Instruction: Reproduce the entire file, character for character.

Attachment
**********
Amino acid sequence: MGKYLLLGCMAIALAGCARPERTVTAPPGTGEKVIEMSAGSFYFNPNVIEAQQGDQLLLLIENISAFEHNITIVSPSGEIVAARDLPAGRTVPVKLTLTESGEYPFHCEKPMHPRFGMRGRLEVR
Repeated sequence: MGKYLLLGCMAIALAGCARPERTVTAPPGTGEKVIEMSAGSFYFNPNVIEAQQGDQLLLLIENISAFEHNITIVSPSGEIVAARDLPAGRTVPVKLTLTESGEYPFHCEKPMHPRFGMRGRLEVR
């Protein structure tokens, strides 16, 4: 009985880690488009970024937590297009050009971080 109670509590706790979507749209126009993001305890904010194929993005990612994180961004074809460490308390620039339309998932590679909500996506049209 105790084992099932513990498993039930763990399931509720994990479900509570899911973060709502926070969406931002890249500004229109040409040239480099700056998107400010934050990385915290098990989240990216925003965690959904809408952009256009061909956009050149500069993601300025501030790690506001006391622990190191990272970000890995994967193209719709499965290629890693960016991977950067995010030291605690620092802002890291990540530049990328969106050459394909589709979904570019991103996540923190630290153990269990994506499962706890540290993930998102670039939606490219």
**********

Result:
Amino acid sequence: MGKYLLLGCMAIALAGCARPERTVTAPPGTGEKVIEMSAGSFYFNPNVIEAQQGDQLLLLIENISAFEHNITIVSPSGEIVAARDLPAGRTVPVKLTLTESGEYPFHCEKPMHPRFGMRGRLEVR
Repeated sequence: MGKYLLLGCMAIALAGCARPERTVTAPPGTGEKVIEMSAGSFYFNPNVIEAQQGDQLLLLIENISAFEHNITIVSPSGEIVAARDLPAGRTVPVKLTLTESGEYPFHCEKPMHPRFGMRGRLEVR
């Protein structure tokens, strides 16, 4: 009985880690488009970024937590297009050009971080 109670509590706790979507749209126009993001305890904010194929993005990612994180961004074809460490308390620039339309998932590679909500996506049209 105790084992099932513990498993039930763990399931509720994990479900509570899911973060709502926070969406931002890249500004229109040409040239480099700056998107400010934050990385915290098990989240990216925003965690959904809408952009256009061909956009050149500069993601300025501030790690506001006391622990190191990272970000890995994967193209719709499965290629890693960016991977950067995010030291605690620092802002890291990540530049990328969106050459394909589709979904570019991103996540923190630290153990269990994506499962706890540290993930998102670039939606490219």